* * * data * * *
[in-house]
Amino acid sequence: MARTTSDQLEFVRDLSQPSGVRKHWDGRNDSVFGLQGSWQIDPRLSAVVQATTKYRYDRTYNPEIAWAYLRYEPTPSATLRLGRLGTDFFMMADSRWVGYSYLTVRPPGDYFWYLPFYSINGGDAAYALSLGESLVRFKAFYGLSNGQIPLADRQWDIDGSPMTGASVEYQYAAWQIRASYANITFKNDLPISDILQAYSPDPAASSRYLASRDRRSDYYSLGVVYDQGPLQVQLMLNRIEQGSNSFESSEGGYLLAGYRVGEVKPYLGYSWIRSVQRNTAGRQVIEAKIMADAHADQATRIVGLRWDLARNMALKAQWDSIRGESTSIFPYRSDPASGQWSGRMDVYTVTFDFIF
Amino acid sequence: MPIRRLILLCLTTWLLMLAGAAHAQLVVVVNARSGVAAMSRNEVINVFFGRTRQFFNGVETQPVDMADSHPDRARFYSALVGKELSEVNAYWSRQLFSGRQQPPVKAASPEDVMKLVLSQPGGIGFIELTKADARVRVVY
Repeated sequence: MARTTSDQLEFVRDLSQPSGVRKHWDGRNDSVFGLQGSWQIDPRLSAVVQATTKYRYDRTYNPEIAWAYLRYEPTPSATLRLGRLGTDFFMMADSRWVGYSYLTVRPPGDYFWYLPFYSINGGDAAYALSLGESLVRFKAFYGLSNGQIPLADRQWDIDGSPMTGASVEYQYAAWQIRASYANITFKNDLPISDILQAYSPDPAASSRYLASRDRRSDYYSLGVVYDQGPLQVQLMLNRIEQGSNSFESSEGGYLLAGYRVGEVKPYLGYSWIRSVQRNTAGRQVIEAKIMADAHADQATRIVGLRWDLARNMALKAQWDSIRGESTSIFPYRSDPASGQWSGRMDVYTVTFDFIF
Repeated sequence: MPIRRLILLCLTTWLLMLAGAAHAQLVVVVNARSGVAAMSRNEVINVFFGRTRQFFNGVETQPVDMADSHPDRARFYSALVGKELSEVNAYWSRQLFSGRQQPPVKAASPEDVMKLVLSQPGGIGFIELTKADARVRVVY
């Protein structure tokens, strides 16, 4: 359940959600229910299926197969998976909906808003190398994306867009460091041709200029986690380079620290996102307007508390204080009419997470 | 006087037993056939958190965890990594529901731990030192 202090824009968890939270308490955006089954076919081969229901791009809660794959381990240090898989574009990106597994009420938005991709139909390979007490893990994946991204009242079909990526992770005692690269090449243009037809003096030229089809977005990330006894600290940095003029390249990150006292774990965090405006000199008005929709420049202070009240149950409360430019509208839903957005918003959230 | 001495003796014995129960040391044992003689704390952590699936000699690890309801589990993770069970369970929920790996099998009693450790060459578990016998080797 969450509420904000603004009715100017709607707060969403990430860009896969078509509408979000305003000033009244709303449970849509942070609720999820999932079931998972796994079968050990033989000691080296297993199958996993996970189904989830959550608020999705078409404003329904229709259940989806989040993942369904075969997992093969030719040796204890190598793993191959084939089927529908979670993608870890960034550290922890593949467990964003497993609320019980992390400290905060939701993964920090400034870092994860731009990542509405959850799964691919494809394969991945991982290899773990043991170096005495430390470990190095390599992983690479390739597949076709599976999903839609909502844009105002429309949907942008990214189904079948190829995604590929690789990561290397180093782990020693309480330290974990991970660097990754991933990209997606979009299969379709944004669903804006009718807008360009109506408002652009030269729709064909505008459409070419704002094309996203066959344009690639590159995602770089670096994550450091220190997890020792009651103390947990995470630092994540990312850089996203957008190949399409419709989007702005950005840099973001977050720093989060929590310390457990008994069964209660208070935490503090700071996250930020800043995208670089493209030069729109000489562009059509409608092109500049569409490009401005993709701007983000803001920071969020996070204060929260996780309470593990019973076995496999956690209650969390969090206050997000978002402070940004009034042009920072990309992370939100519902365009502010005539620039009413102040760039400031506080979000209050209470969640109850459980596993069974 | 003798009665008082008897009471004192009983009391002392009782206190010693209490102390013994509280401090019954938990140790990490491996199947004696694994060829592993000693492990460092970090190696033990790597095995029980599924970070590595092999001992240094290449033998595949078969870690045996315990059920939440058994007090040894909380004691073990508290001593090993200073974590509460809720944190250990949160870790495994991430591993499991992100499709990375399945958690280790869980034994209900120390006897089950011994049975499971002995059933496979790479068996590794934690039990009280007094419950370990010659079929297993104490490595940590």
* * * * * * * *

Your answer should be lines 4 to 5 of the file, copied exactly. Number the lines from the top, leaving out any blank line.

Repeated sequence: MARTTSDQLEFVRDLSQPSGVRKHWDGRNDSVFGLQGSWQIDPRLSAVVQATTKYRYDRTYNPEIAWAYLRYEPTPSATLRLGRLGTDFFMMADSRWVGYSYLTVRPPGDYFWYLPFYSINGGDAAYALSLGESLVRFKAFYGLSNGQIPLADRQWDIDGSPMTGASVEYQYAAWQIRASYANITFKNDLPISDILQAYSPDPAASSRYLASRDRRSDYYSLGVVYDQGPLQVQLMLNRIEQGSNSFESSEGGYLLAGYRVGEVKPYLGYSWIRSVQRNTAGRQVIEAKIMADAHADQATRIVGLRWDLARNMALKAQWDSIRGESTSIFPYRSDPASGQWSGRMDVYTVTFDFIF
Repeated sequence: MPIRRLILLCLTTWLLMLAGAAHAQLVVVVNARSGVAAMSRNEVINVFFGRTRQFFNGVETQPVDMADSHPDRARFYSALVGKELSEVNAYWSRQLFSGRQQPPVKAASPEDVMKLVLSQPGGIGFIELTKADARVRVVY